Historical Facts and Information about Memorial Day
MEMORIAL DAY – ORIGINALLY CALLED DECORATION DAY
Memorial Day is to “remember those who have died in our nation’s service” and should not be confused with Veteran’s Day – a day that honors all who serve.
Some local communities had already held observances to honor their Civil War Dead as early as 1866, including Columbus, Mississippi, Macon and Columbus, Georgia Richmond, Virginia. Some communities claim that they established the occasion even earlier and there are documented evidence that shows that organized groups (usually women’s groups) were decorating graves before the end of the Civil War.
President Lyndon B. Johnson, in 1966 officially recognized Waterloo, NY as the official birthplace of Memorial Day. Their first ceremony was held on May 5, 1866 and was community-wide, with a formal ceremony, and was to be an on-going observance yearly, not a one-time event. However, with so much evidence that many communities were honoring their dead who died in war, it is truly hard to designate one place as THE first.
On May 5, 1868, the Grand Army of the Republic (GAR) officially proclaimed Decoration Day. The first large observance was held on May 30 at Arlington National Cemetery. It is possible that this date was chosen because it coincides with the blooming dates of so many beautiful flowers. Flowers were scattered on both Union and Confederate graves as prayers were said and hymns sung.General John A. Logan’s 1868 orders (General Order No. 11) charged his men to decorate the graves:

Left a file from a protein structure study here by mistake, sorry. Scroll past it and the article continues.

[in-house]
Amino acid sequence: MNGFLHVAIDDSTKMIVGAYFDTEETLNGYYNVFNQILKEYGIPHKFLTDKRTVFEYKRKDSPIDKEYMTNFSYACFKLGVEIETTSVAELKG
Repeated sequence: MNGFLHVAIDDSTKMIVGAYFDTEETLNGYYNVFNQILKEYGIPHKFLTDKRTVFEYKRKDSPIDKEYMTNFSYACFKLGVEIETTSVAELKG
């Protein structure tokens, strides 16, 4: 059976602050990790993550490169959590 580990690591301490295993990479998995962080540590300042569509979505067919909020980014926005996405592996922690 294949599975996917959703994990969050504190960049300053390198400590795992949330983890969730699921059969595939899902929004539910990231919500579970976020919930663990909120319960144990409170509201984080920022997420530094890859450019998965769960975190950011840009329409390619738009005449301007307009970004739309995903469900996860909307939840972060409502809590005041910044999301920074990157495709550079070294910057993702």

“…We should guard their graves with sacred vigilance
Let pleasant paths invite the coming and going of reverent visitors and fond mourners. Let no neglect, no ravages of time, testify to the present or to the coming generations that we have forgotten as a people the cost of a free and undivided republic.”
Approximately 5,000 people attended that first ceremony at Arlington. Flowers and small American flags were placed in order to honor those who had fallen.
New York officially recognized the date as a holiday and most of the northern states had followed suite by 1890. However, the South continued to honor their dead on a separate day, called Confederate Memorial Day, until after WWI.
After World War I, the focus would change from honoring those who died in the Civil War to those who died in all American Wars.
In 1971 Memorial Day was declared a national holiday by an act of the U.S. Congress, and the date was placed on the last Monday in May.